Tesla Model 3, LA Auto Show (Image Credit: Tom Moloughney/InsideEVs)

Tesla Model 3, LA Auto Show (Image Credit: Tom Moloughney/InsideEVs)

Leave it to Motor Trend to be the first to release a much-anticipated Tesla Model 3, 2018 Nissan LEAF, Chevrolet Bolt comparison piece.

Of course, Motor Trend is likely the only outfit to have yet had access to these three cars all in one place at one time. This is because Tesla and Nissan supplied MT with the cars for the recent Car of the Year competition. Not to mention the fact that the 2017 Chevrolet Bolt was MT's COTY winner last year.

Chevrolet Bolt EV

Chevrolet Bolt EV

First of all, MT makes a point of letting us know that they've been reviewing EVs since the days of the GM EV1. To add to their already reputable team of experts, they've done some recruiting for help with this matchup. MT shares:

"To help with evaluating our exclusive gathering, we brought in some veteran co-conspirators of all things electric.

Patrick Hong has a 23-career testing cars (including that same GM EV1) and carries degrees in both mechanical and aerospace engineering. A

lec Brooks is a seminal figure in the history of the modern electric car, having led the development of the GM Impact, predecessor of the EV1, and run the development of the of the tzero electric sports car, which was the inspiration for Tesla’s Roadster."

MT admits that comparing the Model 3 to the Bolt and LEAF isn't really fair. You have to really determine if features and luxury are worth the added cost. Hong says:

“Comparing this Model 3 to the Bolt and Leaf isn’t fair—like comparing a BMW 3 Series with a Camry or Accord.”

Let's take a brief look at notable takeaways from MT's comparison testing, along with editor and expert picks.

Notable takeaways:

2018 Nissan LEAF

2018 Nissan LEAF

Let's get the most obvious out of the way first. The Chevrolet Bolt and Nissan LEAF are no contest for the Tesla Model 3's acceleration and driving dynamics. However, due to its sportier suspension, the Model 3 doesn't offer the quiet, coddling ride quality that the LEAF provides. The Bolt falls somewhere in between.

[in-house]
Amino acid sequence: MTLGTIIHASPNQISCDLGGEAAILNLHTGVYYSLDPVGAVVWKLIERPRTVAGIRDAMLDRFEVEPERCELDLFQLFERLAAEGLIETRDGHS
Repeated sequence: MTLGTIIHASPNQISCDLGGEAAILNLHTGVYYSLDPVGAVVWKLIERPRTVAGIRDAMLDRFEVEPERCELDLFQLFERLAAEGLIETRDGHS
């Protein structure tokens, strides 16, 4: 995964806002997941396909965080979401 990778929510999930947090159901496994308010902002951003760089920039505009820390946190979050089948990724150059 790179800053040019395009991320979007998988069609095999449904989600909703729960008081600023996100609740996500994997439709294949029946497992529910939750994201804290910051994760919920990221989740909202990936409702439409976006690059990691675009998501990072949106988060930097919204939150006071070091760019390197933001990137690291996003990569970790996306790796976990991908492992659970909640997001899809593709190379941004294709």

The test drivers said that the Model 3 rear seats were the hardest to access, offered the least amount of space, and felt "sunken in." The Bolt received the most cred for its rear-seat space and accessibility. Added to this, it offers superb headroom, which isn't found in the Model 3 because of the sweeping roofline. Speaking of roofs, there were complaints that the Tesla's panoramic roof lets in too much heat and sunlight (we've heard that one before).

Regenerative braking is quite different among the models, and MT does a nice job of spelling it all out for us. In summary, the Bolt and LEAF do a nice job with one-pedal driving. With the Model 3, you'll find it more necessary to use the brakes more often.

In terms of efficiency (mpg-e), the Model 3 is ahead of the others, but we knew that already.

Finally, there's some information about Autopilot vs. ProPilot assist. The LEAF's ProPilot tech, while simple, does what it's supposed to, and does it confidently. The Model 3's Autopilot faulters and is still in the update stage. Its performance proved inconsistent, and it's obviously not ready just yet. However, the system, in terms of hardware, is much more involved than Nissan's tech and has the potential to be more advanced.

And the winner is ...

Brooks and Hong both preferred the Bolt with all things considered (likely assuming the fact that Model 3 pricing is just too out of reach for the average car buyer). Brooks believes that once the longer range LEAF (~60 kWh battery pack/225 miles) comes along, it will give the Bolt more competition. Though he did call the LEAF's display about 10 years behind.

Hong called the LEAF's interior outdated, but well-finished. He admitted that the LEAF is a fantastic deal if you don't drive a lot of miles, but range was the primary issue for him as well.

In the end, MT's Kim Reynolds concludes that the Tesla Model 3 wins this battle. He explains:

"In broad-brush, the Bolt and Leaf are great cars but leaned-back EVs ... The Model 3 leans into the future with a reckless glee you cannot avoid noticing. Its infotainment and autonomous systems are still a work in progress, but new software features are being beamed in seemingly every night ... You may need to talk yourself into a Bolt or a Leaf; you need to talk yourself out of paying the premium for this Model 3."

Click the link below to see all of Motor Trend's photos, charts, and a plethora of additional details.

Source: Motor Trend

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